I recently spent a weekend in Minneapolis as part of the USCCA Instructor Certification class. We trained and certified more than 30 newly minted USCCA-certified instructors. As part of that presentation I was asked to talk about what I do. That can be a humbling experience.
As the Executive Editor of a national magazine I have lots of responsibilities and there are plenty of details about my job that would simply put people to sleep. But when I boil it down to the base element, I am here to answer questions. That is the main job of the entire Media Team here at the USCCA. We need to accurately answer your questions to fulfill our mission to “Educate, Equip, Train, and Insure Responsibly Armed Americans.”
I see my place as being firmly in the education and training components of this company, and I take that role very seriously. To that end, I work diligently to seek out the best information from the most reliable sources across the country. We have some great names working for us here at Concealed Carry Magazine; people like George Harris, Dave Workman, Rich Grassi, Tamara Keel, and Scott Wagner bring both experience and engaging writing styles. With our rapid growth we are adding new people every day. Seems like everyone wants to be part of the Concealed Carry team. It is a good place to be.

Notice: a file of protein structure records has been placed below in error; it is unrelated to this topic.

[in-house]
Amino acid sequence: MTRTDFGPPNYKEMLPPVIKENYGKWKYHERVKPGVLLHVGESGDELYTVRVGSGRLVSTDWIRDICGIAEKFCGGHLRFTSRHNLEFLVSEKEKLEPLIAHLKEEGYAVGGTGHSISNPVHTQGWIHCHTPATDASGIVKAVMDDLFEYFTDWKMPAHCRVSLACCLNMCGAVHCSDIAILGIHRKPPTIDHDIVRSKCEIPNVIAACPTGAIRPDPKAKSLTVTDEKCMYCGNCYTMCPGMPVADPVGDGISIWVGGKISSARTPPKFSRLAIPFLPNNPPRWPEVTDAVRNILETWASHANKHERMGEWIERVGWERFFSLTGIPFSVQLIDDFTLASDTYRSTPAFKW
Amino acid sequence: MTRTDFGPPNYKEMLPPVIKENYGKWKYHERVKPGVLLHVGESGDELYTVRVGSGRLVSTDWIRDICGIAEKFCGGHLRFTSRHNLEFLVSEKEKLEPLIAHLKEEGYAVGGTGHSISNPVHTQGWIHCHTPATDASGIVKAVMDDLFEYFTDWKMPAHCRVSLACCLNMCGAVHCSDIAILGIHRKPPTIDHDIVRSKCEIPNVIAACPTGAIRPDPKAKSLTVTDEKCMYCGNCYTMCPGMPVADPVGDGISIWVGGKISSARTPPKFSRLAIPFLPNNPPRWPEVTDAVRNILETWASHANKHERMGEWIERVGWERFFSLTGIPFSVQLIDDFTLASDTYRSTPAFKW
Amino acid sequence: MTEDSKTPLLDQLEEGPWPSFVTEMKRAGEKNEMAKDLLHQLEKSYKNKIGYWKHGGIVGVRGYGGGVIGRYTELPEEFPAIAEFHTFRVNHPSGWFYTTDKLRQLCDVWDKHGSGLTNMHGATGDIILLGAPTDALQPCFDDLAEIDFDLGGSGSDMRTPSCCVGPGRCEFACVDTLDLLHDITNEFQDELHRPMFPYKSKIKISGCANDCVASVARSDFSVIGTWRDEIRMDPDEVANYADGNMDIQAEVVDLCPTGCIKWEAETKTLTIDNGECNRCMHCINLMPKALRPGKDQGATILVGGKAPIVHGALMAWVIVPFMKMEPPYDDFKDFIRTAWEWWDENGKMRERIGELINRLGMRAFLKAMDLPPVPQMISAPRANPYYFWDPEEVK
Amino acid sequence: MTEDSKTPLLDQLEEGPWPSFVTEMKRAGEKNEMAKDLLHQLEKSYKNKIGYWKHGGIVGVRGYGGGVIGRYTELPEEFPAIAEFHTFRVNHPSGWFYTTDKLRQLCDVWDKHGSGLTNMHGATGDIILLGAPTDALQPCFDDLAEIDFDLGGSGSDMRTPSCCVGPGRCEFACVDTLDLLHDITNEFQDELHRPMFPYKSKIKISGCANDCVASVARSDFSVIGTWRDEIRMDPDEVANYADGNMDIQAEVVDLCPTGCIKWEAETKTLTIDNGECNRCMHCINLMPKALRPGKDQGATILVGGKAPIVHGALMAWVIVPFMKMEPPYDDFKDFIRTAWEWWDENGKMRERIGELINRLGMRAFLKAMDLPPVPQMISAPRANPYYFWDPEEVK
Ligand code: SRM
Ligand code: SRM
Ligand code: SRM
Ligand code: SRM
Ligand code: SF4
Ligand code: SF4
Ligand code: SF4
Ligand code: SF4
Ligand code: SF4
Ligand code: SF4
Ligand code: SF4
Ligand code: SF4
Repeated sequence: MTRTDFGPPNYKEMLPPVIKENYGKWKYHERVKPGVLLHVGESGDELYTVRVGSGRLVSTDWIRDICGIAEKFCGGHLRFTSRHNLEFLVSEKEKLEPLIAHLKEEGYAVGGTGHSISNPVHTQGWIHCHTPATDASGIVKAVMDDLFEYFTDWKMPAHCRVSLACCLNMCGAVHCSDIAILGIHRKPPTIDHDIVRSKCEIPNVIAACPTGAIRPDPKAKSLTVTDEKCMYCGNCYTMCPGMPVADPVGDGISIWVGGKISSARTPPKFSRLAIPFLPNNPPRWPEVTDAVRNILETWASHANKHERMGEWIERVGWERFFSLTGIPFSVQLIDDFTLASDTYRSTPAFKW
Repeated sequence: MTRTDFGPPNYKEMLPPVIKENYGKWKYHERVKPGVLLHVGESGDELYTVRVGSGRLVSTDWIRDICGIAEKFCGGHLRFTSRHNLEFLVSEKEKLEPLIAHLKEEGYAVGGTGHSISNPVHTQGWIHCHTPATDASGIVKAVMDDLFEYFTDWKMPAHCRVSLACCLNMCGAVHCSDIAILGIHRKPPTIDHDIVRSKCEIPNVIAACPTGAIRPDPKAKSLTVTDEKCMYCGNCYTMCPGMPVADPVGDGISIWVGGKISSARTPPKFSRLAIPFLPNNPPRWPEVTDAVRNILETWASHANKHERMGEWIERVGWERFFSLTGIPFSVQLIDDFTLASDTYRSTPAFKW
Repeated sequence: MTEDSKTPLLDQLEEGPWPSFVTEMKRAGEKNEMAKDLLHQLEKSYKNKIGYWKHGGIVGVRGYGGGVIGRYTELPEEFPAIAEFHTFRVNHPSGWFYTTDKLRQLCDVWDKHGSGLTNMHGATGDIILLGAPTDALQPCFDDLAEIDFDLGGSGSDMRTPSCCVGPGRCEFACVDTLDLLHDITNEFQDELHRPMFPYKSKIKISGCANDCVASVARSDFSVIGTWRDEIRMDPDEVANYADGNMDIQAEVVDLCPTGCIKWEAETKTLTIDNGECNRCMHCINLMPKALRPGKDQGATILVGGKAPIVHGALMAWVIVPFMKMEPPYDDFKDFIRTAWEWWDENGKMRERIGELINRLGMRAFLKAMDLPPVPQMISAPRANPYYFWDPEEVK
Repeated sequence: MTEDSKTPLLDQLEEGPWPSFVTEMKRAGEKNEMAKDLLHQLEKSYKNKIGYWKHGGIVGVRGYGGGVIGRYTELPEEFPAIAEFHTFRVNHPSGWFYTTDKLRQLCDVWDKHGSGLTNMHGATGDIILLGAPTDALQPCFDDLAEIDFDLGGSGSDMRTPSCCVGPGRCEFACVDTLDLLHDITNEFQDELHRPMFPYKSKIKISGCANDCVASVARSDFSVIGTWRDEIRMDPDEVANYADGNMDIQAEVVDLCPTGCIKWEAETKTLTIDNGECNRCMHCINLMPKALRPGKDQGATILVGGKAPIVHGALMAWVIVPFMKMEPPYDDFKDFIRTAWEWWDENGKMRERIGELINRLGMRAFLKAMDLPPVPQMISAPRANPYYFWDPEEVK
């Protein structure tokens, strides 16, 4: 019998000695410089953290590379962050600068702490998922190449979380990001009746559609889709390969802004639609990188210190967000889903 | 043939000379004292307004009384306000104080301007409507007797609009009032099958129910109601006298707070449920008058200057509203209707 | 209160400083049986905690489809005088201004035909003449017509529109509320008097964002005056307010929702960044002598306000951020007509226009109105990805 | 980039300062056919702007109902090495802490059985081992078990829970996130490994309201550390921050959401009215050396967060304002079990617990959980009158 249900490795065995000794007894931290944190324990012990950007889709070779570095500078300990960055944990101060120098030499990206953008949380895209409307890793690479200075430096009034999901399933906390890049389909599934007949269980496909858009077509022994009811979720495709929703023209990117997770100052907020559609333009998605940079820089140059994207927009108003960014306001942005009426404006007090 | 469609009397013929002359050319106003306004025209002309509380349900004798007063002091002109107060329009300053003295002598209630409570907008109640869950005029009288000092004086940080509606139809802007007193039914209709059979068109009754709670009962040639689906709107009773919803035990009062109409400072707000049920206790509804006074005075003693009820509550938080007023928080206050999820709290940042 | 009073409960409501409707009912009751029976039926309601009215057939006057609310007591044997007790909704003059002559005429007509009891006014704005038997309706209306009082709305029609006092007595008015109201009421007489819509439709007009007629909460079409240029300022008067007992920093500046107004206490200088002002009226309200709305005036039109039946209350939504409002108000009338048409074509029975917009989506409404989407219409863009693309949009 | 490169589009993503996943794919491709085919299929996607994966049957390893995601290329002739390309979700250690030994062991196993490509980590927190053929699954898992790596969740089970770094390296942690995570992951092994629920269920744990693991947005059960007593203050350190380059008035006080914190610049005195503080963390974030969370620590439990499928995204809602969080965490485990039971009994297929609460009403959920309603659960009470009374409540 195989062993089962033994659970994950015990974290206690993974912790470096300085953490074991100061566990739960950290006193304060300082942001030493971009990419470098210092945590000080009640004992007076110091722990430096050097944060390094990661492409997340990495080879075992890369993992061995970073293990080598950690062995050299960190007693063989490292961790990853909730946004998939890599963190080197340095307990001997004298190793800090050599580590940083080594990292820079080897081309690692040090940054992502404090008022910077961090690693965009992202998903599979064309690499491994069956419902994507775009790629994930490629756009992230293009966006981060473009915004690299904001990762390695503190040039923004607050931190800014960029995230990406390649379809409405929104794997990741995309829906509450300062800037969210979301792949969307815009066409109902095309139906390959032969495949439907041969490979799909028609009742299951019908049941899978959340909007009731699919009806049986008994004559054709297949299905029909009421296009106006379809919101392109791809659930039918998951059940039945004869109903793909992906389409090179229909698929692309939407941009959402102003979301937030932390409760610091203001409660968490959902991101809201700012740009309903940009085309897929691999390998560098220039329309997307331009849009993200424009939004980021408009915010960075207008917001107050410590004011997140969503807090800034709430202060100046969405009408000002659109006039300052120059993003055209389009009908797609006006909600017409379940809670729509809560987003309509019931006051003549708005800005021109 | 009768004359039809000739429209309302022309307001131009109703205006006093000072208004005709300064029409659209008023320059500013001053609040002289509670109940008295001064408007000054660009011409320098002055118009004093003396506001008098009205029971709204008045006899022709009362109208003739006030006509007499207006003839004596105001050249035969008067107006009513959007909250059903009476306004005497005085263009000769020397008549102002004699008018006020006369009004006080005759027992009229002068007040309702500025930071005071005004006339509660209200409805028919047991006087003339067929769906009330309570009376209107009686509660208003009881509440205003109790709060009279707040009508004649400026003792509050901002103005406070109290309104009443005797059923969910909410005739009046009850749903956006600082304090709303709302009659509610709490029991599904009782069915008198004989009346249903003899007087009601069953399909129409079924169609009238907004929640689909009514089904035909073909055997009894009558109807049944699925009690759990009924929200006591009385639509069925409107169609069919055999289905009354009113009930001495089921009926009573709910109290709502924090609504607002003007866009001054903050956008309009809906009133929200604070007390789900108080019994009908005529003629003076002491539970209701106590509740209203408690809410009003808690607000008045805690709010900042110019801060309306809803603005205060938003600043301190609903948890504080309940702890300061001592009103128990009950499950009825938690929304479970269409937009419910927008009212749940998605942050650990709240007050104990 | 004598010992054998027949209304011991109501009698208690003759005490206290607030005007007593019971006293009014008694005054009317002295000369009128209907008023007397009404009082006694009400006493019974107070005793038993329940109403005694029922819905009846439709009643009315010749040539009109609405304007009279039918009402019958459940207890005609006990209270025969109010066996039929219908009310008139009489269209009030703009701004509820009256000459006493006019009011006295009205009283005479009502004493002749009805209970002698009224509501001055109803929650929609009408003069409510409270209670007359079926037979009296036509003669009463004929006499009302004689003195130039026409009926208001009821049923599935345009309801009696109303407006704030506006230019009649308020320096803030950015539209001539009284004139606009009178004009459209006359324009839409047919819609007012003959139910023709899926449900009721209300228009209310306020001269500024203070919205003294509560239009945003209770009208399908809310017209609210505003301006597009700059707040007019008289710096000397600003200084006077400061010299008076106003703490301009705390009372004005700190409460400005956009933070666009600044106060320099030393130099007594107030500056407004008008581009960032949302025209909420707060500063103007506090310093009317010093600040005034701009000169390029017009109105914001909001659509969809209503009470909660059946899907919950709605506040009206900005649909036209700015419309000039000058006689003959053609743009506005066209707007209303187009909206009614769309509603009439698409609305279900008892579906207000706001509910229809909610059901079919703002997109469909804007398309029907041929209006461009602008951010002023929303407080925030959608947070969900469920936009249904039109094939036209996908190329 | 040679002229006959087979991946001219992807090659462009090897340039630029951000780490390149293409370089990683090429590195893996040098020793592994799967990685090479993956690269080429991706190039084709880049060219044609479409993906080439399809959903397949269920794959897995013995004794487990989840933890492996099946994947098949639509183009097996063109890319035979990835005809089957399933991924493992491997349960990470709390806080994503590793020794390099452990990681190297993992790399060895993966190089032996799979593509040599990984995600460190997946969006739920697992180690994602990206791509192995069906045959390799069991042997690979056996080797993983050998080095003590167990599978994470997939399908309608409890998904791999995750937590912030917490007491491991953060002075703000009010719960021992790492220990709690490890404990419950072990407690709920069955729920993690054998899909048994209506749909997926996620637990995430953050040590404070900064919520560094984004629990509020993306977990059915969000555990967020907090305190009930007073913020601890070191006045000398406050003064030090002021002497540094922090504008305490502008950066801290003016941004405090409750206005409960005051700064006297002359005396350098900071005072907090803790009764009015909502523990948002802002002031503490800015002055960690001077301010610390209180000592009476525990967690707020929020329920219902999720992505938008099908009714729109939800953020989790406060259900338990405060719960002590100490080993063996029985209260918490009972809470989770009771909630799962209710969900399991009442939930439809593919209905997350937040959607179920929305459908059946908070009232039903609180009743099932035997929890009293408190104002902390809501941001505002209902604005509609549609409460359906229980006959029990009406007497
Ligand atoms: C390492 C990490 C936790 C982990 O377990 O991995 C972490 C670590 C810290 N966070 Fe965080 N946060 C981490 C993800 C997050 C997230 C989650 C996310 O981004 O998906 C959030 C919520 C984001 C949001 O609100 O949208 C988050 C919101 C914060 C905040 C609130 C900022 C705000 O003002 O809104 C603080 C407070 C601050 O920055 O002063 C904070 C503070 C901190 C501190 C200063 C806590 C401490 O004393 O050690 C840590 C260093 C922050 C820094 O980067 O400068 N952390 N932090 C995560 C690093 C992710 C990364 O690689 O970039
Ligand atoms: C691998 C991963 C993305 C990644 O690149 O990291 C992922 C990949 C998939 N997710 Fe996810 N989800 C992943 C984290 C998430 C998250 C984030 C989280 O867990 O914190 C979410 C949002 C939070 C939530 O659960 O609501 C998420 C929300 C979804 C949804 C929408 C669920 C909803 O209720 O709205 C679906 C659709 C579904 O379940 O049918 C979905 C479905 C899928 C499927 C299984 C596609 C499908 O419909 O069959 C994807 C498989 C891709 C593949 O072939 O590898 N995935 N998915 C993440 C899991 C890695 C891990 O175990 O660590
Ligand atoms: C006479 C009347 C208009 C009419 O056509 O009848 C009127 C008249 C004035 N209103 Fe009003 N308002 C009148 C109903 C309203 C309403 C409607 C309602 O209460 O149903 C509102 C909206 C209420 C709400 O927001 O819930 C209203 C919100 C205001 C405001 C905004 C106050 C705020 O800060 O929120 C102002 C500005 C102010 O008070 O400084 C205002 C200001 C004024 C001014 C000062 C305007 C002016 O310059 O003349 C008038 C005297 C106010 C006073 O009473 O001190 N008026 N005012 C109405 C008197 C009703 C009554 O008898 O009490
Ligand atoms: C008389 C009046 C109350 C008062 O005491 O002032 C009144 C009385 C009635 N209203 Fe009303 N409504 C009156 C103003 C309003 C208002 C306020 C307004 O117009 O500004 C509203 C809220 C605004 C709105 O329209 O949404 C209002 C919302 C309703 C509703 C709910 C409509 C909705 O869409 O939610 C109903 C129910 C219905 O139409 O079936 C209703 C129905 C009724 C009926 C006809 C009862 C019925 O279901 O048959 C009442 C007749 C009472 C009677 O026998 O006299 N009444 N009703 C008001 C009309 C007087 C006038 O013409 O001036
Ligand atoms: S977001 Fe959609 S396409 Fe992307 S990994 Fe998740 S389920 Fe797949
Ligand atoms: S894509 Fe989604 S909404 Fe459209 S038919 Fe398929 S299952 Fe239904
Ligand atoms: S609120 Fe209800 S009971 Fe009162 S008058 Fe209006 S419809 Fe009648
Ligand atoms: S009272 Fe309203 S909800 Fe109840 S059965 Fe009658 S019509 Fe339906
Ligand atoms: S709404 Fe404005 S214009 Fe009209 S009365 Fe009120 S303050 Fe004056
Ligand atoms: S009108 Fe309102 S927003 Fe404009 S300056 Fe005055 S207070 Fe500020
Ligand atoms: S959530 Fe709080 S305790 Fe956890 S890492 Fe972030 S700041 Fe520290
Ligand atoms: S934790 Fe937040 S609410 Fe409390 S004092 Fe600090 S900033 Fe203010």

Recently I’ve gotten a few questions about why we don’t publish negative reviews on the pages of Concealed Carry Magazine and here in the Concealed Carry Report. I can explain that easily. We publish HONEST reviews. If there are small problems with a product, we make note of those. But if a product just does not work as advertised we have no use for it. We don’t have the time or the space to devote to bad gear. There is too much good gear out there. If we get a product that does not live up to our standards, we send a note to the maker explaining what we thought was wrong with the gear. We tell them that if they would like to make changes and resubmit we will look again, but no story about that product will see the light of day until that product functions as it should as a piece of emergency life-saving equipment. This has cost us some advertising dollars, but integrity is more important.
I tell every manufacturer the same thing: There is no quid pro quo here at Concealed Carry. No amount of advertising will convince me to write a positive review about a piece of garbage. By the same token, I will never hold back a story about a good piece of gear just because the maker decides not to advertise. It is about integrity.
We are asking you to bet your life on our recommendations. There is no greater duty in the publishing community. I’m not sharing with you cookie recipes or restaurant reviews. I will never trade the truth for a few bucks. If you see it here, you can count on it.
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